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Can I Visit a Long-Term Care Resident Over the Holidays?

Be smart and safe about visiting nursing homes and assisted living facilities

A female nursing home resident visits with her daughter and grandson through a glass partition

Richard Tsong-Taatarii/Star Tribune via AP

En español | Federal officials are urging nursing home and long-term care residents, staff and their loved ones to “exercise extreme caution” during the holiday season. COVID-19 continues to sweep through the facilities, which are home to 40 percent of U.S. coronavirus deaths.

But with the U.S. more than nine months into a pandemic that has reshaped how and when long-term care residents can spend time with loved ones, many families are weighing the risk of spreading COVID-19 against a desire to spend an hour or a day with a resident who has been isolated for months. “I know the risk,” says 57-year-old Mary Daniel of Jacksonville, whose husband, Steve, lives in a nearby memory care facility. “But I also believe that I, as a responsible adult, can bring my husband home to a safe environment to spend possibly his last Christmas with me and his children."

The Centers for Medicare & Medicaid Services (CMS) recently warned that in-person holiday gatherings pose a risk to the health of long-term care residents and staff. The Centers for Disease Control and Prevention (CDC) has similarly warned Americans against celebrating the holidays with people outside their own homes. “For those who have been visiting a loved one in a long-term care facility for holidays every so often, it's not going to be like it's been in the past,” says Bob Stephen, vice president of caregiving and health at AARP.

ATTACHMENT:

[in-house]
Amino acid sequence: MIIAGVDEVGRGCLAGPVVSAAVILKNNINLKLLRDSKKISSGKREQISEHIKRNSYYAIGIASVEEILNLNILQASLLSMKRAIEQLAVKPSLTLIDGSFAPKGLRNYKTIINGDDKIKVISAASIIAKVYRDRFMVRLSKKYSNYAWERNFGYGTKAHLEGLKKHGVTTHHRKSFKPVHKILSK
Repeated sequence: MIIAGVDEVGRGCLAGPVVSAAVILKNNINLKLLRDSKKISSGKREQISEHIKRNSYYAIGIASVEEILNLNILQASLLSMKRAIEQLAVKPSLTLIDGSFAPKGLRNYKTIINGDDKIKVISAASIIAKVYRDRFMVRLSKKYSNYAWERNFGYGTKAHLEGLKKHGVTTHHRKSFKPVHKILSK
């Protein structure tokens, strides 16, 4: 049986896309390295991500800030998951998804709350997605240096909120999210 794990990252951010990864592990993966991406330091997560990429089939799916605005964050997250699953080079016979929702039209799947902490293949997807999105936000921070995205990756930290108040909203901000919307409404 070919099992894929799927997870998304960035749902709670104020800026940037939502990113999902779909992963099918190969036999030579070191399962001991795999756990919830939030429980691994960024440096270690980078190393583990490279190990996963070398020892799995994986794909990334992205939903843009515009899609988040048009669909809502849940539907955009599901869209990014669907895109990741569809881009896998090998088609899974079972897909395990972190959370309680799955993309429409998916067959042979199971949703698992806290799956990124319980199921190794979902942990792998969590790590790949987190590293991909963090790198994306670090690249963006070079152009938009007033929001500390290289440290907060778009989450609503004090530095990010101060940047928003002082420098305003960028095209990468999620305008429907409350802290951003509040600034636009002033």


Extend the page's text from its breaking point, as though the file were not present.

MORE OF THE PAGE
Complicating in-person holiday visits this year is the fact that visitors, even if they wear masks and practice social distancing, risk spreading COVID-19 to other residents and staff members. It takes just one coronavirus-positive resident or staff member to threaten an entire facility. “We are pleading with a lot of our families to try not to visit,” says Deke Cateau, CEO of the Atlanta-based A.G. Rhodes Health & Rehab, a nonprofit long-term care facility.

An exclusive AARP analysis of federal nursing home data found that the rate of nursing home resident deaths doubled from Nov. 16 to Dec. 6, from 0.78 per four weeks per 100 residents to 1.53. Rates of resident and staff cases have increased by nearly two-thirds over the same period.

But family and friends of nursing home residents and others in long-term care still have options to connect with them this holiday season. Most states are allowing in-person visits at facilities that aren't experiencing active COVID-19 outbreaks. And facilities are now required to make phone and video calls available to residents who are unable to meet face-to-face with their loved ones.

Here's how to safely spend time with a loved one in a long-term care facility this holiday season:


For the latest coronavirus news and advice go to AARP.org/coronavirus.


In-Person Visits

Rhode Island recently closed its nursing homes to visitors, as resident cases spiked, but almost every other state is allowing scheduled visits. There are lots of caveats. Outdoor visits may be limited right now in cold-weather states. And even though many states signed off on indoor visits after CMS officials updated their visitor guidelines, facilities usually have discretion to implement their own policies, with protocol varying from one county to the next based on how COVID-19 is spreading.